10. The point about teaching people that things are not designed around their preferences is pertinent but is my primary concern with people that they need to cross my barriers and fit in with the insiders, or is there a point where I challenge myself and the insiders to cross some cultural boundaries.

And one post-script on the post-script. This is a good example of the urban missiology conversation that can positively stretch us.  Notice a couple of things.

  • Stephen and I are both Reformed in our theology and committed to sharing the Gospel in urban and deprived contexts.
  • Stephen and I would agree that our concern with corporate worship is to sing truth to God’s glory.
  • I suspect that both of us primarily see corporate worship as about the gathering of God’s people. In other words I (and I suspect) Stephen are not over-sold on the seeker sensitive model that completely redesigns the gathering as an outreach event.  At the same time, I get the impression that we both would have a concern to ensure that visitors are welcome and that they can engage and hear the Gospel. In that sense we would want to be “seeker friendly.”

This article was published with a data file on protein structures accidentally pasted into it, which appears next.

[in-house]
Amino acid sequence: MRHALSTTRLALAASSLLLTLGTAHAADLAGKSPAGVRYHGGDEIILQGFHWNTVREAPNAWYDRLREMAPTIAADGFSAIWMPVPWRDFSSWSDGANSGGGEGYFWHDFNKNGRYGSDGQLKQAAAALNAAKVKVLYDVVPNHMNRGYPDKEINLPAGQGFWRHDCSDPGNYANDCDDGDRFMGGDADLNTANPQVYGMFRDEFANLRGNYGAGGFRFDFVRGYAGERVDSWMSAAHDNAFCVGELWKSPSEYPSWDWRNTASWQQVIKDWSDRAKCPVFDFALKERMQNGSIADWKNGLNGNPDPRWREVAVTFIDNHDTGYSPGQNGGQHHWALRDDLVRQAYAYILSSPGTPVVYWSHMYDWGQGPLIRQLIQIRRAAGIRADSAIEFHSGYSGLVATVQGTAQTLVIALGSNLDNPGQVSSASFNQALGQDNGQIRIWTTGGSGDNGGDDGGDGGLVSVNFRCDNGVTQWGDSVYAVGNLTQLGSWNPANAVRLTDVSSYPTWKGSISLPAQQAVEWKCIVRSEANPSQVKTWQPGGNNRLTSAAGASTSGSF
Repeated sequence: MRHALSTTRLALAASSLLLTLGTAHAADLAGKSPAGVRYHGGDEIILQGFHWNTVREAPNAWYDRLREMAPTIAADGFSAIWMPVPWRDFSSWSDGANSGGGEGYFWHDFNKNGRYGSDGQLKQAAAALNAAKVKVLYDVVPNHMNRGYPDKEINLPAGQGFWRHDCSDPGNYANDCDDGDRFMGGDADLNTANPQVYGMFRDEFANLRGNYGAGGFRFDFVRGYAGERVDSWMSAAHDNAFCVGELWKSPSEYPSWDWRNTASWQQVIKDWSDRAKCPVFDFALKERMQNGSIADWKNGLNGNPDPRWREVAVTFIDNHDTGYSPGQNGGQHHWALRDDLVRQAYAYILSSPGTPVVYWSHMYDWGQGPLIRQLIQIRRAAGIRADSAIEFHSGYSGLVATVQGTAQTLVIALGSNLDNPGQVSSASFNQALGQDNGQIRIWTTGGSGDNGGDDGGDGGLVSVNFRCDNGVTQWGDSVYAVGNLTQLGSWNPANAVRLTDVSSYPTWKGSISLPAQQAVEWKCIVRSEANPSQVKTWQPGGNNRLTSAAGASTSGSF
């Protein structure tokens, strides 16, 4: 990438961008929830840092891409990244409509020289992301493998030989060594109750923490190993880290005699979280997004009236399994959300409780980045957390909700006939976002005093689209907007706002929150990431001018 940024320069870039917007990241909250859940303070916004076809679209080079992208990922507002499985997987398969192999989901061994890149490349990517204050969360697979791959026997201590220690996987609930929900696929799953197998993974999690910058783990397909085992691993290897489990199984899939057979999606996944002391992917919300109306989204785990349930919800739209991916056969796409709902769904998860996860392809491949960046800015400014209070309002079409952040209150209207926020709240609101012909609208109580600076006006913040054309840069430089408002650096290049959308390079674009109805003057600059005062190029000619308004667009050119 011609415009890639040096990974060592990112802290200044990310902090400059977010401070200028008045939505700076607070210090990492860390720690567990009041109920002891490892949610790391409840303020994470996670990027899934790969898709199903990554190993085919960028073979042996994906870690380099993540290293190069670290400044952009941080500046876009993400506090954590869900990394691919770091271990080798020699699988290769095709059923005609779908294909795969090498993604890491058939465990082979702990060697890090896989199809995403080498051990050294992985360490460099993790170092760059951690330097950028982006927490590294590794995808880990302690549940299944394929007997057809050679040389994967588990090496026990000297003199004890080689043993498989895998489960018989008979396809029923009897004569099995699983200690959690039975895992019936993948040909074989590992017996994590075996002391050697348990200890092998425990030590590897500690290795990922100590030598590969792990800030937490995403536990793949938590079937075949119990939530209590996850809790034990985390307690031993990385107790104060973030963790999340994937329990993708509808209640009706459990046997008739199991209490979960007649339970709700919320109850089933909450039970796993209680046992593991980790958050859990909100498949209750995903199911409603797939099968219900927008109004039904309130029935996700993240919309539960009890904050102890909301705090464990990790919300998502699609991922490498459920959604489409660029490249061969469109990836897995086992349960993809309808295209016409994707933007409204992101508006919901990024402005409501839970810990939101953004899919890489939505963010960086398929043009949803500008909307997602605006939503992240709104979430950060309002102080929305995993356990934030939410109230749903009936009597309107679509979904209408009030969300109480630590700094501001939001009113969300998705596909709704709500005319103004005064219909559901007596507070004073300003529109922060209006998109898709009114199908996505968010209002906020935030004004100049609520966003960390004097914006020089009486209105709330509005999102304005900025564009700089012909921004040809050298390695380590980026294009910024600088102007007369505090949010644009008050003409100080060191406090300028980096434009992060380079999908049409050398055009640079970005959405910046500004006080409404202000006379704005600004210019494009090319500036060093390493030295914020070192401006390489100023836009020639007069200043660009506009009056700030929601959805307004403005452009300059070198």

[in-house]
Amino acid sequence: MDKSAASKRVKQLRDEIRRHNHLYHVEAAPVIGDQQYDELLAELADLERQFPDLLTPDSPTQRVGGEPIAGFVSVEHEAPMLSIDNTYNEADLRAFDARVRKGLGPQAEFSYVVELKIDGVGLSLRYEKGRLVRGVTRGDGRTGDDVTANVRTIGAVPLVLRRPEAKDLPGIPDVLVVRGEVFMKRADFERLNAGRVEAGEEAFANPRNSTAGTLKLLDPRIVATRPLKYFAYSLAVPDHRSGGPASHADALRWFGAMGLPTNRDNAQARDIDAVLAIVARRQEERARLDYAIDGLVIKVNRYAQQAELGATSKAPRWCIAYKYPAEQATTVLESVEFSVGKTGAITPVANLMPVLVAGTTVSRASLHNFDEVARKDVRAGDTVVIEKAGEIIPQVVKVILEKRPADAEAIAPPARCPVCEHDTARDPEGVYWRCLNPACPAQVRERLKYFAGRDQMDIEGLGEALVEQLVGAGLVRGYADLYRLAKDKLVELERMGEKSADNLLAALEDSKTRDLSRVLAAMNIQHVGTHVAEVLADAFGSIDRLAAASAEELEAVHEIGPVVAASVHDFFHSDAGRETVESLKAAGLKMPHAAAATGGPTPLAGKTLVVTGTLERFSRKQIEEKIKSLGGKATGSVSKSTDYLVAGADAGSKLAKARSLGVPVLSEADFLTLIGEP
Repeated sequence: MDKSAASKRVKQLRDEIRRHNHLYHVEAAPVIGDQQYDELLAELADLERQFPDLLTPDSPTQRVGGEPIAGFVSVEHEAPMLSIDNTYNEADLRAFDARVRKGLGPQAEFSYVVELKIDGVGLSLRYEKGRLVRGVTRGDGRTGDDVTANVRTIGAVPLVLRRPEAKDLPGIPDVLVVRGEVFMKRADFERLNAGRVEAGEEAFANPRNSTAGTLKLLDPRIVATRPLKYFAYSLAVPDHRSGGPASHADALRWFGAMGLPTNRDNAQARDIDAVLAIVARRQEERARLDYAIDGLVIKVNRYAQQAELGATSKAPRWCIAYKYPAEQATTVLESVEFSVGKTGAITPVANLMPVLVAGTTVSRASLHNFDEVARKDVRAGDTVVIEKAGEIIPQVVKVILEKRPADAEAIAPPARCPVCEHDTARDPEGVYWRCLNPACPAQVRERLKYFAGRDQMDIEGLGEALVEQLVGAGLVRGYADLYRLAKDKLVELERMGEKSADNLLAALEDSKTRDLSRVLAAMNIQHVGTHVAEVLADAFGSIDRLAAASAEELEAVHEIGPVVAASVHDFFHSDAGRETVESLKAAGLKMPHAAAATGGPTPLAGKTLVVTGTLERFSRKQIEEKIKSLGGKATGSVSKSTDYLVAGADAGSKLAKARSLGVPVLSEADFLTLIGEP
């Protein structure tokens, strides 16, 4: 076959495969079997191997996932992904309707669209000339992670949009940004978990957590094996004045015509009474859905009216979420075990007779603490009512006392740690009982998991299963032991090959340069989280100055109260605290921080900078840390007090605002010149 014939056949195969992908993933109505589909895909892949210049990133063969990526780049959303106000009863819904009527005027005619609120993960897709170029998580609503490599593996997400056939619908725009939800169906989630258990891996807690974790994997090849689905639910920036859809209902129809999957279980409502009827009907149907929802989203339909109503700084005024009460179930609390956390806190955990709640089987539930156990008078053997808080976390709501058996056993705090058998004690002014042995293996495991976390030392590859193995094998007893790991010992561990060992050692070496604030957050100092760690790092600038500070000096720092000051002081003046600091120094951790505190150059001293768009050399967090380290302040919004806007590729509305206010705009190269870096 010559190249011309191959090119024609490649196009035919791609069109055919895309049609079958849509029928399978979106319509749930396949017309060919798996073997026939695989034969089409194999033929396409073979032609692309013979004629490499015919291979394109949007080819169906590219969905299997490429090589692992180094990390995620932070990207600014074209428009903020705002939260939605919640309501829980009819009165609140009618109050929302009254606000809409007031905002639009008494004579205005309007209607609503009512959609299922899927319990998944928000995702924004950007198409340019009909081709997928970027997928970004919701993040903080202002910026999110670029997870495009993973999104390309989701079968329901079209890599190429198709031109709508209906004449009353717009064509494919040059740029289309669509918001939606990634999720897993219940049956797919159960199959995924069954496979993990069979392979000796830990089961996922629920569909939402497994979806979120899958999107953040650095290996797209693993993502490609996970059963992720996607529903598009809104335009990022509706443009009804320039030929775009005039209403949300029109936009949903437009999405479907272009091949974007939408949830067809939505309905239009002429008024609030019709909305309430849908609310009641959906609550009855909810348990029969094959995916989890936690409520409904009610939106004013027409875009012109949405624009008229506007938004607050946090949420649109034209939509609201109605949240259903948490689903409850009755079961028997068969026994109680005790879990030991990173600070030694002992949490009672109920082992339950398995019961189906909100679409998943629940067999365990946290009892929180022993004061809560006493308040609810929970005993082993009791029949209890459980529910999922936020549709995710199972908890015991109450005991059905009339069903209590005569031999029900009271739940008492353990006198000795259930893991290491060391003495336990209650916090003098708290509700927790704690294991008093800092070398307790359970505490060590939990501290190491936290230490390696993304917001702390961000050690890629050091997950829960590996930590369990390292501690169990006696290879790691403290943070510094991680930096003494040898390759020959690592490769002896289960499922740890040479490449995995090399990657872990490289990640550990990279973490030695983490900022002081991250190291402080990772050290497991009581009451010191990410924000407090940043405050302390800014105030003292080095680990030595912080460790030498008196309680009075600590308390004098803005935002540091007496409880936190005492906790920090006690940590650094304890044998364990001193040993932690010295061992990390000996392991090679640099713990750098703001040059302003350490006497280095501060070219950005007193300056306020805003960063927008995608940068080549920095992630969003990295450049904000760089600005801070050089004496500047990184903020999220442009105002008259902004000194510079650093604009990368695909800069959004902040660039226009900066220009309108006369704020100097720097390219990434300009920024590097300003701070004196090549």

• Within that context I think you will also see cultural differences. These include cultural differences between our contexts and other contexts. However, there are also cultural differences between the Strict Baptist and the  whatever label you want to give to my upbringing in a Methodist Mission Hall but fed from scratch with Reformed Theology without anyone saying “this is Reformed theology).
  • This means it is possible to have meaningful discussion and even disagreement which also helps to sharpen our thinking.